In a high-profile move that drew attention
both local and international, President Mauricio
Macri announced on Monday that he was
issuing a decree that banned relatives of ministers
from serving in the national government.
The move after a wave of criticism over actions
taken by Labour Minister Jorge Triaca.
In addition, Executive branch employees
will receive no pay raises this year, Macri
announced, adding that his administration
will cut one out of every four “political positions”
appointed by ministers. The firings are
expected to save US$77 million a year, the
“I hope that this is an example for Argentine
politics in its entirety. I invite all jurisdictions
in the country to do the same,” Macri
said at a press conference.
The change will apply to relatives linked
to ministers by blood or marriage to the
second degree, Perfil reported. The measure
will affect at least five ministers to
varying degrees. The decree will hit Triaca
the hardest, with four relatives eligible for
removal under such conditions.
The Labour minister became the focus of
a massive scandal on January 17 when voice
messages he sent to his former housekeeper
and assistant Sandra Heredia went viral. In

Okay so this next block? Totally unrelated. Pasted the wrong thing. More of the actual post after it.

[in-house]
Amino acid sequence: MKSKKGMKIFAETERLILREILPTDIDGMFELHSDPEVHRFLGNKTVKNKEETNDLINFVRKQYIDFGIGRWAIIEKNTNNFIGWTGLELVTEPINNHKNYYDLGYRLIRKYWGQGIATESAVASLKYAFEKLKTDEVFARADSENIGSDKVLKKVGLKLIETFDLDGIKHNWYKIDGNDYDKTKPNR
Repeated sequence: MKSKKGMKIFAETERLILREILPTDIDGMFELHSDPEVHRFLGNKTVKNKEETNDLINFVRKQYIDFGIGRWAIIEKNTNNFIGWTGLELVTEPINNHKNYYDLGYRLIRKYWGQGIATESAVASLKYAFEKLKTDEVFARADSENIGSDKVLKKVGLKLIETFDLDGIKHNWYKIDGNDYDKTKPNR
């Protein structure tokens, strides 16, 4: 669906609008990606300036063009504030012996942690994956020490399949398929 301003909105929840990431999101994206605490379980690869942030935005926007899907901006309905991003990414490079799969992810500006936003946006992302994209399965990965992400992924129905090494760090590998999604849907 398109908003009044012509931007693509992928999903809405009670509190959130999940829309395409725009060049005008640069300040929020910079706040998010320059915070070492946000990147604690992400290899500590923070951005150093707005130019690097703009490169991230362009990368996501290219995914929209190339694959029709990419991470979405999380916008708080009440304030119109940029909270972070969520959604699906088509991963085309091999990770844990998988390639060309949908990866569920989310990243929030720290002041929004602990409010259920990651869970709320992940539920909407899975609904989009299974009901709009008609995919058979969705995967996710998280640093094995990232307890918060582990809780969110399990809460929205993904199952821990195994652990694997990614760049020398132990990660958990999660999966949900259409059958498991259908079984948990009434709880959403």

the messages Triaca raises his voice in anger
and calls Heredia a “pelotuda” (roughly
Heredia also said Triaca paid her under the
table up until 20 days before Macri won the
2015 election. Triaca apologised for the language
and denied paying Heredia without a
contract, but Heredia is suing for damages.
As the scandal refused to drop out of the
media cycle, the government came out to
defend the minister. Two days after the news
first broke, Cabinet Chief Marcos Peña publicly
stood by Triaca, saying the messages
were not “something that should cost him his
job” and praising his performance as Labour
minister so far. Macri later publicly supported
Triaca as well.
However, in the following days, Triaca
found himself repeatedly on the nation’s
frontpages, with the minister facing alleged
nepotism claims over number of his relatives
employed in state positions.
Triaca, tasked with leading the charge to
pass a controversial labour reform in the
coming months, has a tough job ahead of
him, scandal or no.
In the face of intense lobbying from union
leaders and following the violent protests
late last year that erupted amid a complicated
pension reform, Macri said this week scale
back the proposed legislation, splitting it
into two or three bills the administration will
present to Congress in March once it reaches
an agreement with union leadership.
Triaca isn’t the only minister fighting
against personal scandal. In October 2017,
Macri appointed Luis Miguel Etchevehere to
be the new agro-industry minister.
In December, Perfil reported that Etchevehere
had asked the Rural Society of Argentina
(SRA), where he had previously been
president, for a bonus of 500,000 pesos before
he left the job for public office.
Amid intense public pressure and an Office
of Corruption (OA) investigation, Etchevehere
announced he would return the money to
the SRA on Thursday, hoping to draw a line
under the scandal.